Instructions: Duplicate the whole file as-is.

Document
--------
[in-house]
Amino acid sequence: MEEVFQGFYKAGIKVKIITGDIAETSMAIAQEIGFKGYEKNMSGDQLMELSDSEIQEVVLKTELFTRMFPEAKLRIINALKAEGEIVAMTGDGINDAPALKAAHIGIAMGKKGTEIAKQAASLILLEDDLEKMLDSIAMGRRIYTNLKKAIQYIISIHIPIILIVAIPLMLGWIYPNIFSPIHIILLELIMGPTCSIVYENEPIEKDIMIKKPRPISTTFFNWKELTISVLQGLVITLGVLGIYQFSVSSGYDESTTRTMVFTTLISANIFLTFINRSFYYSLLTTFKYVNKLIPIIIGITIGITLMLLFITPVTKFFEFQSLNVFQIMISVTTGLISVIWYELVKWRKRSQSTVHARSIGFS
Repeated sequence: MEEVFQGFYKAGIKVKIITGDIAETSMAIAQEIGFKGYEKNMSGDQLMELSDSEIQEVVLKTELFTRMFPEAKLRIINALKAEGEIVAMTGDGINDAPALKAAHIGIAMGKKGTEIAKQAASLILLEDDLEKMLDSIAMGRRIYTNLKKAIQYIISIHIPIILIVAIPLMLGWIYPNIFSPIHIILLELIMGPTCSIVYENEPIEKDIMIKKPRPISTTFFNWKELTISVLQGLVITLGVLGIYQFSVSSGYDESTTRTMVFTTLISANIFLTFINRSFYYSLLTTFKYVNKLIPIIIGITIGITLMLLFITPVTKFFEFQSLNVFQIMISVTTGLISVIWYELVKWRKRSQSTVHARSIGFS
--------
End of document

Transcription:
[in-house]
Amino acid sequence: MEEVFQGFYKAGIKVKIITGDIAETSMAIAQEIGFKGYEKNMSGDQLMELSDSEIQEVVLKTELFTRMFPEAKLRIINALKAEGEIVAMTGDGINDAPALKAAHIGIAMGKKGTEIAKQAASLILLEDDLEKMLDSIAMGRRIYTNLKKAIQYIISIHIPIILIVAIPLMLGWIYPNIFSPIHIILLELIMGPTCSIVYENEPIEKDIMIKKPRPISTTFFNWKELTISVLQGLVITLGVLGIYQFSVSSGYDESTTRTMVFTTLISANIFLTFINRSFYYSLLTTFKYVNKLIPIIIGITIGITLMLLFITPVTKFFEFQSLNVFQIMISVTTGLISVIWYELVKWRKRSQSTVHARSIGFS
Repeated sequence: MEEVFQGFYKAGIKVKIITGDIAETSMAIAQEIGFKGYEKNMSGDQLMELSDSEIQEVVLKTELFTRMFPEAKLRIINALKAEGEIVAMTGDGINDAPALKAAHIGIAMGKKGTEIAKQAASLILLEDDLEKMLDSIAMGRRIYTNLKKAIQYIISIHIPIILIVAIPLMLGWIYPNIFSPIHIILLELIMGPTCSIVYENEPIEKDIMIKKPRPISTTFFNWKELTISVLQGLVITLGVLGIYQFSVSSGYDESTTRTMVFTTLISANIFLTFINRSFYYSLLTTFKYVNKLIPIIIGITIGITLMLLFITPVTKFFEFQSLNVFQIMISVTTGLISVIWYELVKWRKRSQSTVHARSIGFS